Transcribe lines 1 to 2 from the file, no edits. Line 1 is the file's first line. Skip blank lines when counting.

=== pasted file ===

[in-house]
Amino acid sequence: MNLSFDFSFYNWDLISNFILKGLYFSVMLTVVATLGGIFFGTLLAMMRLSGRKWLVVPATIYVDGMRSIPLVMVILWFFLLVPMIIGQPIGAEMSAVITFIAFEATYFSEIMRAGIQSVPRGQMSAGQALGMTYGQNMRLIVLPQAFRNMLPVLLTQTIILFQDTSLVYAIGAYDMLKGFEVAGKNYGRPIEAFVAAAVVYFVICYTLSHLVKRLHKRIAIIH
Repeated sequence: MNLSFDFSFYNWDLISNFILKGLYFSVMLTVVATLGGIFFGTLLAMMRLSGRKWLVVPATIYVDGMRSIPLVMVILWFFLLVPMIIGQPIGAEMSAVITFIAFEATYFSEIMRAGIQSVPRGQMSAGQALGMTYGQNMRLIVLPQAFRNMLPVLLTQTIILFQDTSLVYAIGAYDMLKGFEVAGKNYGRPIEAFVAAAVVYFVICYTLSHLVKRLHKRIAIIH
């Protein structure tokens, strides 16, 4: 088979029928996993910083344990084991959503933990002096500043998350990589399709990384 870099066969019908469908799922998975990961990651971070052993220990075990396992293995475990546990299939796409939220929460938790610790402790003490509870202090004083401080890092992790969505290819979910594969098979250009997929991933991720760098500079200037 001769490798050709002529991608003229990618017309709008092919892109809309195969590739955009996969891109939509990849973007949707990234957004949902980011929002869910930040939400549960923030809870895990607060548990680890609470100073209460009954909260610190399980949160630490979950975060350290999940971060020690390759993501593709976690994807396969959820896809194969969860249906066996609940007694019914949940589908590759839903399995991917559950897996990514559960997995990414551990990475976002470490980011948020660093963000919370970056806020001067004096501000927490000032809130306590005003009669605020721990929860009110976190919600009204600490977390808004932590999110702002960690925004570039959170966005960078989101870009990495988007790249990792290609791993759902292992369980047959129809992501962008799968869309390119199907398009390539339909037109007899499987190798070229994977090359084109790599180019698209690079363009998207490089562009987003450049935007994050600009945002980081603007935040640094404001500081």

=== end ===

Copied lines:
[in-house]
Amino acid sequence: MNLSFDFSFYNWDLISNFILKGLYFSVMLTVVATLGGIFFGTLLAMMRLSGRKWLVVPATIYVDGMRSIPLVMVILWFFLLVPMIIGQPIGAEMSAVITFIAFEATYFSEIMRAGIQSVPRGQMSAGQALGMTYGQNMRLIVLPQAFRNMLPVLLTQTIILFQDTSLVYAIGAYDMLKGFEVAGKNYGRPIEAFVAAAVVYFVICYTLSHLVKRLHKRIAIIH